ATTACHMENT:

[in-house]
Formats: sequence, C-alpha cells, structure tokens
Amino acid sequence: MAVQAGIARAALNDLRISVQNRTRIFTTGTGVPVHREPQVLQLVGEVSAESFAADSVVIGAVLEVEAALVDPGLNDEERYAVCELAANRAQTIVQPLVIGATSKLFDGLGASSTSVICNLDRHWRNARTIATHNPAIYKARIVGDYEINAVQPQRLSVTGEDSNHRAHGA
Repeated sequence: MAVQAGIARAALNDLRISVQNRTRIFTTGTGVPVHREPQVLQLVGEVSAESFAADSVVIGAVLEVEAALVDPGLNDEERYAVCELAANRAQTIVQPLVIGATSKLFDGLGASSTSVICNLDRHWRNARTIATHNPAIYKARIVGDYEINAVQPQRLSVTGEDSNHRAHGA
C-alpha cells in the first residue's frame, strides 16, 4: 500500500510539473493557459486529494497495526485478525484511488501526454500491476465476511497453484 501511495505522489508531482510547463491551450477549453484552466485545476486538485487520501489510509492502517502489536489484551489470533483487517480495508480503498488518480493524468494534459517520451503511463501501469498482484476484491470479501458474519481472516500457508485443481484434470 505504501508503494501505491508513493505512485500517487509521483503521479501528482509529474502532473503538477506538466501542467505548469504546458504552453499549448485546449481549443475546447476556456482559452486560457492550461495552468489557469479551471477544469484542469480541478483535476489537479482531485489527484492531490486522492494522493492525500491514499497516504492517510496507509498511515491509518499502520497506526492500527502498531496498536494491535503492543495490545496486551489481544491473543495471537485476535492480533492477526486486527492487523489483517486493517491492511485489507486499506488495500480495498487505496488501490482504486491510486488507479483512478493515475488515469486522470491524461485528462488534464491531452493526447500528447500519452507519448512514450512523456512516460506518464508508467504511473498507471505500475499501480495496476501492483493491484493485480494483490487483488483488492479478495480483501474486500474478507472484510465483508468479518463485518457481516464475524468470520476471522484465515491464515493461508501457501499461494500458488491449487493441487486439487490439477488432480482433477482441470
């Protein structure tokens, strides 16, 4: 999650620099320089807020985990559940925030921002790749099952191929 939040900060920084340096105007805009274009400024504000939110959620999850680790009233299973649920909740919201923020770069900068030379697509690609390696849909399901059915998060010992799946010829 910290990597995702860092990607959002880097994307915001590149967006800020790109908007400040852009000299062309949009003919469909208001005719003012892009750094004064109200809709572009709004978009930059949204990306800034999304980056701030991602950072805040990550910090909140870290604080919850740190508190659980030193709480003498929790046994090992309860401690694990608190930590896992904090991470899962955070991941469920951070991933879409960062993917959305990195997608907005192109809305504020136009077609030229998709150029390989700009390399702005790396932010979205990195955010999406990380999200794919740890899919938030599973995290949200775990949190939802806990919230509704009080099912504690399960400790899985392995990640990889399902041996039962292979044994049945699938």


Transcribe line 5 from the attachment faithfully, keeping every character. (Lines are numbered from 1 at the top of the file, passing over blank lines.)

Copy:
C-alpha cells in the first residue's frame, strides 16, 4: 500500500510539473493557459486529494497495526485478525484511488501526454500491476465476511497453484 501511495505522489508531482510547463491551450477549453484552466485545476486538485487520501489510509492502517502489536489484551489470533483487517480495508480503498488518480493524468494534459517520451503511463501501469498482484476484491470479501458474519481472516500457508485443481484434470 505504501508503494501505491508513493505512485500517487509521483503521479501528482509529474502532473503538477506538466501542467505548469504546458504552453499549448485546449481549443475546447476556456482559452486560457492550461495552468489557469479551471477544469484542469480541478483535476489537479482531485489527484492531490486522492494522493492525500491514499497516504492517510496507509498511515491509518499502520497506526492500527502498531496498536494491535503492543495490545496486551489481544491473543495471537485476535492480533492477526486486527492487523489483517486493517491492511485489507486499506488495500480495498487505496488501490482504486491510486488507479483512478493515475488515469486522470491524461485528462488534464491531452493526447500528447500519452507519448512514450512523456512516460506518464508508467504511473498507471505500475499501480495496476501492483493491484493485480494483490487483488483488492479478495480483501474486500474478507472484510465483508468479518463485518457481516464475524468470520476471522484465515491464515493461508501457501499461494500458488491449487493441487486439487490439477488432480482433477482441470